Originally Posted By: Mark Anderson
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Joe asked a good question, which if i knew the answer would save me the following long response ![icon_lol.gif](upload://zEgbBCXRskkCTwEux7Bi20ZySza.gif) .....and is the basement finished, can you see the bsmt walls where water in on floor? If you can see the walls is there a crack, even a lil bity hairline crack....or around knee high & chest high, any lil round dampsih area visible,rod hole`s? If you can see the wall, are there any water marks anywhere, up high on a poured wall would indicate an entryway near ground level or higher on the outside. The 'what ya think' is not always that easy, unfortunately.
OR, without taking drywall-paneling down,You could also run a hose/water-test on a dry day & when floor is dry. Take the hose and run it near full blast at ground level, pointed toward the house. Let it run 'without' the water hitting any bricks etc above ground level and let it run at least 1 hour, especially since there is a sidewalk in play on the outside. If ANY water enters then there is an opening(s) IN the bsmt wall and will need to be fixed...correctly. If NO water enters after 1 hour then run the hose above ground against the bricks/siding/windows etc...1 small area at a time.
If you still see NO water enter after running the hose at full balst from ground down First, and then running it agaisnt the side of the home from ground level UP then the problem will be either a crack--hole in the basement floor OR water is being forced up along the inside isolation/cold joint due to clog under the floor near-along that south wall and they`ll prolly need a sump pump(s) to control the water level under the bsmt floor before it can accumulate `n rise up along the I-joint or floor crack.
I prefer taking part of paneling-drywall down to actually view the wall. Because if ya do the water-test and water enters while running it from gorund level down then sure, that tells us that there is a problem with the basement wall but Doesnt Tell us whether the entryway is a crack, rod hole etc. And by that i mean, if its a crack imo it needs to be waterproofed correctly Outside, if they rather go `head `n try an injection, not me. If its a rod hole or 2 then those can be packed-sealed from the inside, no big deal. If there is drywall/paneling i`d recomend taking at least 4-8' off to eyeball the wall in that area. FOLLOW??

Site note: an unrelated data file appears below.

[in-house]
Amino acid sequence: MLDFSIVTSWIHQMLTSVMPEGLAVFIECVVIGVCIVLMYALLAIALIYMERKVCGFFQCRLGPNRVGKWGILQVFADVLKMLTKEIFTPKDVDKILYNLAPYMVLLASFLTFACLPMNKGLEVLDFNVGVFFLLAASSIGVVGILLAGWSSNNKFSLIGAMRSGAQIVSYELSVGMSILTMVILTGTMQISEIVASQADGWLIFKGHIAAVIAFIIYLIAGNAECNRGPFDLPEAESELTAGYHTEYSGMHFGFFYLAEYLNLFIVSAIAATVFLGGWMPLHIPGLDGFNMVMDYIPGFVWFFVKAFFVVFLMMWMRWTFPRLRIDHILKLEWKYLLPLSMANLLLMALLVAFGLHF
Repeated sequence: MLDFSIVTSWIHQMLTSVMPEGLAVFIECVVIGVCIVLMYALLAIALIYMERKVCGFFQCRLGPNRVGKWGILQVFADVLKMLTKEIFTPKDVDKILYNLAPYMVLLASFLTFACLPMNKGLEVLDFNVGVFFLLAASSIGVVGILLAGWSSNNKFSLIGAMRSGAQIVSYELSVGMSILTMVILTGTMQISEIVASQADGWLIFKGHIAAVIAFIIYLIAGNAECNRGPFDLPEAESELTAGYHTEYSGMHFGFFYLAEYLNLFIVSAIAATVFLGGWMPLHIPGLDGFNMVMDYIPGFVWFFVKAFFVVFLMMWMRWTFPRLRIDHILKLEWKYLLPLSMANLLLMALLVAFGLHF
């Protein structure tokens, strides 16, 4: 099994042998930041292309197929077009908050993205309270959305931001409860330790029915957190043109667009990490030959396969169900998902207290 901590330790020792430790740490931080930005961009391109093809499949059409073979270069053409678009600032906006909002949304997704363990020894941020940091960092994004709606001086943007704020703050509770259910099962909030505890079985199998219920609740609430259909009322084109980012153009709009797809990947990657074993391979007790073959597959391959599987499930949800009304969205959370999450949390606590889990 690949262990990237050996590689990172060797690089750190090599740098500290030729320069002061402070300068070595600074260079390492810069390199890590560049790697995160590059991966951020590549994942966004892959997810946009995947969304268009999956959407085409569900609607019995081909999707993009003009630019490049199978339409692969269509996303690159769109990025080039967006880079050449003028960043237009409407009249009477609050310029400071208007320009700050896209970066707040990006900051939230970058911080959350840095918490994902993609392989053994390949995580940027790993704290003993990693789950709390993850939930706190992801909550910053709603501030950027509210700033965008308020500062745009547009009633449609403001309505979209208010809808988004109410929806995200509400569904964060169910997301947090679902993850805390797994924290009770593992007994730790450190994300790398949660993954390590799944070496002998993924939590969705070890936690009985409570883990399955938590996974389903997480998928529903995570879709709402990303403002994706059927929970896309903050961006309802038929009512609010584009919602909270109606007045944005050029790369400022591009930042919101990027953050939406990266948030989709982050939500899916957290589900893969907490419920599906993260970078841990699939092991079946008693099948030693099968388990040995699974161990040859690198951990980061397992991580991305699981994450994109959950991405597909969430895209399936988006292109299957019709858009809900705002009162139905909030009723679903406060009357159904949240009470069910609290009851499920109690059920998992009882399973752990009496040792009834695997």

Back to the 3 choices 1) water infiltration where sidwalk meets wall-house? There will NEED to be an entryway--a Direct opening(s) into the house, where the sidewalk meets the house, brickledge not sealed etc, taking paneling down you`d see if there were water stains up high on poured wall. Water infiltration at wall/slab intersection or known as isolation--cold joint?? yup, like i said already always possible to have water come up along the INSIDE I-joint= clog,problem under floor in THAT area, snake main 2 ways, if that doesnt get it then will need sump(s).
Still 1 ....could also be opening(s) along OUTSIDE I-joint, where wall `n footing meet, only way to fix/waterproofed correctly is from Outside. Inside drain tile method ONLY diverts water that is...Still entering, under the floor, doesnt waterproof anything.
2) Yup, could be crack, hole under tiles, if so...again snake through main FIRST. If that doesnt solve problem then sump(s) will be needed to control water level under the bsmt floor. If plumber knows what he`s doing then snaking quite often will free clog. And yup....another clog may develope in future and would need to be snaked again. So depending how often this water is showing up will then determine if snaking every now `n then or sump(s) will be best.
3) D tile cracked-clogged under floor already hit on, and could result in water coming up along the Inside I joint. 'Outside tile' has ZERO-NIL to do with this problem, some will certainly state otherwise. Now..i just read last sentence..lol, 'moisture appearance NOT correlated to rainfall, shtt.
Do they have sprinkler system?? Water line near that area?
The Real reasons basements leak